Wingstop, which has been hit hard by volatile chicken wing costs over the past year, wants to take food pricing into its own hands.
Early last year, the company was forced to shell out a whopping $3.22 per pound for bone-in wings compared to the $1 per pound price it pays today, CFO Alex Kaleida said on Tuesday during Wingstop's investor day. The fast casual chain is considering several strategies to assert more control over its poultry supply, which would secure more predictable chicken costs.
Strategies under consideration include forming a co-investment or joint ventures with chicken suppliers to capture Wingstop's targeted food cost, hovering around $1.60 to $1.80 per pound of chicken wings, or 30% of food costs, Kaleida said. Wingstop is also mulling acquiring a small poultry complex outright, or building a chicken plant of its own.
The chain could also establish a purchasing co-op where brand partners would own and manage the poultry asset going forward. Wingstop could set up initial capitalization and then the co-op would acquire any asset from Wingstop, which would allow the company to maintain an asset-light model, Kaleida said.
"Not only does this strategy help us deliver a more predictable food costs to the restaurant and minimize volatility, it also helps us deliver assured supply so that we have adequate supply for our long-term growth," Wingstop CEO Michael Skipworth said.
It's likely that Wingstop's supply chain strategy will incorporate all three of these options over time, but there is currently no timeline on an acquisition. It is currently looking into several possibilities, Skipworth said. One poultry complex would only account for 20% of its supply chain, however, and Wingstop will still work with its current suppliers so there will be some element of market-based pricing, Skipworth said. The company will continue to negotiate with its suppliers.
The chain has worked closely with a third-party to understand the end-to-end costs of a poultry complex, from feed to growing and processing, and how to stabilize poultry costs.
Sixty-five percent of Wingstop's food costs come from bone-in wings, so when bone-in wing prices rose 125% in Q2 2021, this sent shock waves through its 1,700-unit system. Food, beverage and packaging costs were also up 11.4% during this time. By contrast, wing prices were as low as $0.99 per pound during Q2 2020, executives said during the company’s Q2 2021 earnings call.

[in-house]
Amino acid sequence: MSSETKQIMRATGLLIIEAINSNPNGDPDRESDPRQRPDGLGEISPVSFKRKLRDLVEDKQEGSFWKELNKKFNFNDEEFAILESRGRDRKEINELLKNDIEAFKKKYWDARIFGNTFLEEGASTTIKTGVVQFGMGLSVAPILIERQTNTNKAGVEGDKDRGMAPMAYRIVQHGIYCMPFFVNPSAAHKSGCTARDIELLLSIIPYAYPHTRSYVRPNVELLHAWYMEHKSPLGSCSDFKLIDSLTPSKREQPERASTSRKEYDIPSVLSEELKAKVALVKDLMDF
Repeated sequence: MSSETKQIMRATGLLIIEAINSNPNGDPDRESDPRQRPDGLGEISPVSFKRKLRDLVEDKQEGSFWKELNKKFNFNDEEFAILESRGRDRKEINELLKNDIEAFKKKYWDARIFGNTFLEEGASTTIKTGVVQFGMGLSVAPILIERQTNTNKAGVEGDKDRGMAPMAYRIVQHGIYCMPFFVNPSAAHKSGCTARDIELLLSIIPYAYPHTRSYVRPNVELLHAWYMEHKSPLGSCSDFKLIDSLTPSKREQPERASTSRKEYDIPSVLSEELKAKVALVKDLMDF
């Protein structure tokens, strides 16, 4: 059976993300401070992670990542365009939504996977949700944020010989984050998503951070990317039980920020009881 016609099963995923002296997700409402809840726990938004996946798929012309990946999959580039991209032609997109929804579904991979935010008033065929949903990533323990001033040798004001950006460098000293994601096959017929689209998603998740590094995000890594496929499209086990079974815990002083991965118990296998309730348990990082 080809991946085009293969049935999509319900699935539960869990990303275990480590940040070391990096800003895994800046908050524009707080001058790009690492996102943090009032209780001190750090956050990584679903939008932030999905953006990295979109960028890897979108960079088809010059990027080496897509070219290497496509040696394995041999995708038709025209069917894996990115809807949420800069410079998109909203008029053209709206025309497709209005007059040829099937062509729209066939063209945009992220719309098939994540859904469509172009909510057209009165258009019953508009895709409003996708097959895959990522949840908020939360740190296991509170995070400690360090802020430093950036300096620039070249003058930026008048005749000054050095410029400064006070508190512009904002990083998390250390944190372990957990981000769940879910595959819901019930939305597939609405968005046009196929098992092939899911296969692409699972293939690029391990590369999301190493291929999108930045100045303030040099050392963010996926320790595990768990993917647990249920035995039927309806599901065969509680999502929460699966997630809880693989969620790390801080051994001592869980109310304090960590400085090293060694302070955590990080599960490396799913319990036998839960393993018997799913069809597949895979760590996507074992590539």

Last year, the company expanded beyond bone-in wings to test chicken thighs through a virtual brand, Thighstop. Thighs eventually rolled into the overall menu, and the company launched a pilot this week of a chicken sandwich that can be tailored to any of its 11 flavors available.
Keeping the overall operating model lean
With 95% of the company’s sales coming from wings, fries and sides, Wingstop also developed a simple, low-cost operating model to allow it to better navigate highly volatile food costs. At restaurants with average unit volumes of $1.6 million, the model is set up to run a shift with three to four team members. The company is also opening new restaurants at $1.3 million AUVs within the first year by leveraging 1,700-square-foot units and high off-premise digital orders, Kaleida said.
“When we open a restaurant, we have lean roster sizes and we look for a real estate profile that allows us to maintain a low occupancy rate,” Kaleida said.
Maintaining food costs is also part of Wingstop's growth strategy and ability to attract new and existing franchisees to open more restaurants. With today’s food costs and Wingstop's AUVs of $1.6 million, many partners are seeing 70% returns on their investment, which is around $400,000, or about a less than two-year payback from that initial investment, Kaleida said.
“This year, we're uniquely positioned in the industry relative to others with meaningful deflation in our core commodity and as our guidance applies for this year, could pace to another record year with 220 restaurants,” Kaleida said. “Our strategy [for] maintaining best in class returns is minimizing the volatility we see in our core commodity. … We are executing a clearly defined strategy to take greater control of our supply chain.”
This development pipeline would surpass last year’s high of 193 units, Kaleida said. Wingstop's existing partners are reinvesting back into the company and acquiring more territory within its domestic markets because of the high returns they are seeing, he said.
The restaurant is also testing an even leaner model that is 100% digital in Dallas. That store, which only offers delivery and carryout, displays QR codes on its menu boards that enable walk-in customers to fulfill a digital order. The company is also testing AI voice ordering in that store and other ways to improve restaurant efficiency, Kaleida said.
“This format also creates optionality in our market plan. While the traditional storefront with the dining rooms will still be the majority of our footprint, a delivery- and carryout-only location gives us more options,” Kaleida said. “This gives us the confidence in our domestic business of achieving 4,000-plus restaurants.”
This format could also help grow the company’s digital mix, which is currently 62%. Delivery also grew from 13% of sales in 2019, when Wingstop launched delivery, to 27% today, according to the investor presentation. Marisa Carona, Wingstop's chief growth officer, said that this growth was achieved with just one third-party service provider. It currently has an exclusive partnership with DoorDash. The company expects it could grow this channel further if it were to add a secondary provider, but it hasn't formally announced any additional partnerships. Maintaining predictable food costs will also help make this delivery channel profitable, especially as so many chains have increased menu prices to make up for the additional costs related to delivery.